ALICE TOWN, Bimini -- Anglers at the Wahoo Smackdown IV Tournament in Bimini found and slammed over 27 fish, with 'Ditch Digger', captained by Manny Legakis, claiming $6,500 including first place honors with 121.01 total pounds of Wahoo caught, and second place for 'Heaviest Fish'. In that category, 'Ditch Digger' was edged out by 'Fishless' out of Miami, Florida.
'Fishless' Captain Carolos Martinez weighed in the tournament's largest Wahoo at 47.90 pounds, with 'Ditch Digger' weighing in 47.30 pounds. 'Real Truckin' out of La Belle, Florida, captained by Alex Newman, finished third in the category with 43.03 pounds.
According to Tournament Director Chase Camacho, payouts were just short of $25,000 and another $10,000 in prizes was awarded.
"We had a great show of boats and anglers and combined with the competition and camaraderie was two days of high spirits, great food and hospitality at one of the world's most famous fishing destinations courtesy of the Bimini Big Game Club Resort & Marina," Camacho said.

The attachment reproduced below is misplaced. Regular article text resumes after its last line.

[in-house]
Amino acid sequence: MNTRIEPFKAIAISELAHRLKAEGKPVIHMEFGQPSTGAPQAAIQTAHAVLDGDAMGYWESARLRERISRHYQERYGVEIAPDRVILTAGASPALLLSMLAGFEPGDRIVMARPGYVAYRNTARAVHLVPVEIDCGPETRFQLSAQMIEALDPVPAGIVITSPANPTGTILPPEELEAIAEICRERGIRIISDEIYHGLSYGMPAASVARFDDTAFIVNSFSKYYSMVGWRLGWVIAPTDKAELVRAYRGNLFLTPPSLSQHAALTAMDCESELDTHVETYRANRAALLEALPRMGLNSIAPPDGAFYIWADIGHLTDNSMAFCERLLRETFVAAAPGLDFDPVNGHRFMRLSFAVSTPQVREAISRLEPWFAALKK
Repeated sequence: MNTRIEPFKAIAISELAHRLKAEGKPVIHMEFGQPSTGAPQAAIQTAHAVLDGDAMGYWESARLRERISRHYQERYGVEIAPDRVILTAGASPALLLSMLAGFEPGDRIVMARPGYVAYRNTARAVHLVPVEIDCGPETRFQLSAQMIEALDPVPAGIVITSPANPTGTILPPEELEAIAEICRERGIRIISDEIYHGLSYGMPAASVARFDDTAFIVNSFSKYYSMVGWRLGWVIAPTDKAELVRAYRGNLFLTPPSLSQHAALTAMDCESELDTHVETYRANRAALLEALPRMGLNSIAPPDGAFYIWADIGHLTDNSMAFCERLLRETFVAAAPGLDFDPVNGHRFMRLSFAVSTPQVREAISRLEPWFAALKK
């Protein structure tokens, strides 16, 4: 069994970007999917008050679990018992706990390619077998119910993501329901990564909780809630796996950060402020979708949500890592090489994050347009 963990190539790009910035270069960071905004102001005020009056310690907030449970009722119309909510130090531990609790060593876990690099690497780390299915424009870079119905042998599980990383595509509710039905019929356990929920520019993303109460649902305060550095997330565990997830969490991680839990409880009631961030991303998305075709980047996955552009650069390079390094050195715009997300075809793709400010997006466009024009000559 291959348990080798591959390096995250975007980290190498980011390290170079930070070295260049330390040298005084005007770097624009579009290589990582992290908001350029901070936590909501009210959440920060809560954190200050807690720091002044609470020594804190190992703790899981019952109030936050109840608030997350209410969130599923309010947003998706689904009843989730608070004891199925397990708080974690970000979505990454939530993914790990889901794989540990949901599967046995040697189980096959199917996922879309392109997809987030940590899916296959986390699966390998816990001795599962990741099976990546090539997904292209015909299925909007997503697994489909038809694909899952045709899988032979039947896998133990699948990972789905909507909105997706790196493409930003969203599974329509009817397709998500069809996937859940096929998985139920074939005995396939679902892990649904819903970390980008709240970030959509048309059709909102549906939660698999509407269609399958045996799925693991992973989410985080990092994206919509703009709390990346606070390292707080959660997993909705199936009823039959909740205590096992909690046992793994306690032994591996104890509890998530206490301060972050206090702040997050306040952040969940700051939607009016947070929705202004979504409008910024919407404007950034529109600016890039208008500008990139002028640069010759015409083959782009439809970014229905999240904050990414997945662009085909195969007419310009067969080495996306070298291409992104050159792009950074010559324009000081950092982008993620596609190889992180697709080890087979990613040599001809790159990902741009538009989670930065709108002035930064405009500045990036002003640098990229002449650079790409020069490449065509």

Tournament sponsors include Southern Wine & Spirits, Tito's Vodka, Sand's Brewery, G&G Shipping, Blue Coast Company, Ecoboats, Florida Yacht Interiors, Pantropic Power, King Sailfish Mounts, Blue Moon Co., Hooters, ROFF's, Bows and Bost Lures just to name a few.
Coming to Bimini April 24-27, is the Super Bowl of billfishing, a stellar squad of National Football League (NFL) Hall of Famers and legends for a one-of-a-kind tournament, matching the country's best anglers against former greats from the NFL for some hard-hitting blue water action.
With 11 Hall of Famers and six NFL legends scheduled to appear, the Hall of Fame Celebrity Billfish Invitational will feature over $250,000 in prizes, a tremendous gift bag per angler, and the opportunity to fish with a pro football Hall of Fame player or NFL legend.